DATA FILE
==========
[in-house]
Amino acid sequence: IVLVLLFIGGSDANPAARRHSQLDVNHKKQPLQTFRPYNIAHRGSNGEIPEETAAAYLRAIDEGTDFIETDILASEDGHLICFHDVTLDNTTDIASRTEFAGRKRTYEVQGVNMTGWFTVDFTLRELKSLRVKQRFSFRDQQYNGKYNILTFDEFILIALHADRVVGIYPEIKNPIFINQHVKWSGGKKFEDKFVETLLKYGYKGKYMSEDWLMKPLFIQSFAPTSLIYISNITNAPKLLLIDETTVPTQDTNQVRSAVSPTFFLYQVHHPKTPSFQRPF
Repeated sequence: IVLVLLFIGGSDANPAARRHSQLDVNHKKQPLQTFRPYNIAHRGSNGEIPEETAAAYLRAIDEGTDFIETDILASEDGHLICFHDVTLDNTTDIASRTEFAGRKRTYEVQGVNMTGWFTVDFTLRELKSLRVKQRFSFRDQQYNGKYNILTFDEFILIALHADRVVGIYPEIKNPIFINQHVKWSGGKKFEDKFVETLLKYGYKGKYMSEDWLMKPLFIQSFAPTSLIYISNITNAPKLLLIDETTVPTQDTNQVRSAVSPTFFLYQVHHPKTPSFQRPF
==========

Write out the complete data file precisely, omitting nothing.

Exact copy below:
[in-house]
Amino acid sequence: IVLVLLFIGGSDANPAARRHSQLDVNHKKQPLQTFRPYNIAHRGSNGEIPEETAAAYLRAIDEGTDFIETDILASEDGHLICFHDVTLDNTTDIASRTEFAGRKRTYEVQGVNMTGWFTVDFTLRELKSLRVKQRFSFRDQQYNGKYNILTFDEFILIALHADRVVGIYPEIKNPIFINQHVKWSGGKKFEDKFVETLLKYGYKGKYMSEDWLMKPLFIQSFAPTSLIYISNITNAPKLLLIDETTVPTQDTNQVRSAVSPTFFLYQVHHPKTPSFQRPF
Repeated sequence: IVLVLLFIGGSDANPAARRHSQLDVNHKKQPLQTFRPYNIAHRGSNGEIPEETAAAYLRAIDEGTDFIETDILASEDGHLICFHDVTLDNTTDIASRTEFAGRKRTYEVQGVNMTGWFTVDFTLRELKSLRVKQRFSFRDQQYNGKYNILTFDEFILIALHADRVVGIYPEIKNPIFINQHVKWSGGKKFEDKFVETLLKYGYKGKYMSEDWLMKPLFIQSFAPTSLIYISNITNAPKLLLIDETTVPTQDTNQVRSAVSPTFFLYQVHHPKTPSFQRPF